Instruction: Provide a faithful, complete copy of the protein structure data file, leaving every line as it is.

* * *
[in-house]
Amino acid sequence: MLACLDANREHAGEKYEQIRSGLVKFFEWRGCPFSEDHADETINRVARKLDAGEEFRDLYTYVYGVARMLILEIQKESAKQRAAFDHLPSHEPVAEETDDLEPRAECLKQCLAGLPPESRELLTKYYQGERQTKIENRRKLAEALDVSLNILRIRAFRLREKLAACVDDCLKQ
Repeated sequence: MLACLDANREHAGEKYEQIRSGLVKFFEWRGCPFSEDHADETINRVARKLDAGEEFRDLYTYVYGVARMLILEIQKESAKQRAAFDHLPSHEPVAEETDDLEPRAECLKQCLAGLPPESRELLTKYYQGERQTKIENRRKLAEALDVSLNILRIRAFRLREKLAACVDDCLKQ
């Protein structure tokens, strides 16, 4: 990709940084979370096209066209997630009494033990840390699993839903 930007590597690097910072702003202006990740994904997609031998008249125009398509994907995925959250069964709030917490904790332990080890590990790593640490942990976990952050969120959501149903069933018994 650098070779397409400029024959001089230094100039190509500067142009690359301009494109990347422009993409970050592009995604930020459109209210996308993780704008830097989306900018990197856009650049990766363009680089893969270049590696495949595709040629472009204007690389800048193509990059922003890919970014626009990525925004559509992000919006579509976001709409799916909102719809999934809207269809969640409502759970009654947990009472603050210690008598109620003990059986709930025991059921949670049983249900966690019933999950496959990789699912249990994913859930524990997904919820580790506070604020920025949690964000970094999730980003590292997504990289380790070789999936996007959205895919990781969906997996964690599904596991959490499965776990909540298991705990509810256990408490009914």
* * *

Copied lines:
[in-house]
Amino acid sequence: MLACLDANREHAGEKYEQIRSGLVKFFEWRGCPFSEDHADETINRVARKLDAGEEFRDLYTYVYGVARMLILEIQKESAKQRAAFDHLPSHEPVAEETDDLEPRAECLKQCLAGLPPESRELLTKYYQGERQTKIENRRKLAEALDVSLNILRIRAFRLREKLAACVDDCLKQ
Repeated sequence: MLACLDANREHAGEKYEQIRSGLVKFFEWRGCPFSEDHADETINRVARKLDAGEEFRDLYTYVYGVARMLILEIQKESAKQRAAFDHLPSHEPVAEETDDLEPRAECLKQCLAGLPPESRELLTKYYQGERQTKIENRRKLAEALDVSLNILRIRAFRLREKLAACVDDCLKQ
């Protein structure tokens, strides 16, 4: 990709940084979370096209066209997630009494033990840390699993839903 930007590597690097910072702003202006990740994904997609031998008249125009398509994907995925959250069964709030917490904790332990080890590990790593640490942990976990952050969120959501149903069933018994 650098070779397409400029024959001089230094100039190509500067142009690359301009494109990347422009993409970050592009995604930020459109209210996308993780704008830097989306900018990197856009650049990766363009680089893969270049590696495949595709040629472009204007690389800048193509990059922003890919970014626009990525925004559509992000919006579509976001709409799916909102719809999934809207269809969640409502759970009654947990009472603050210690008598109620003990059986709930025991059921949670049983249900966690019933999950496959990789699912249990994913859930524990997904919820580790506070604020920025949690964000970094999730980003590292997504990289380790070789999936996007959205895919990781969906997996964690599904596991959490499965776990909540298991705990509810256990408490009914």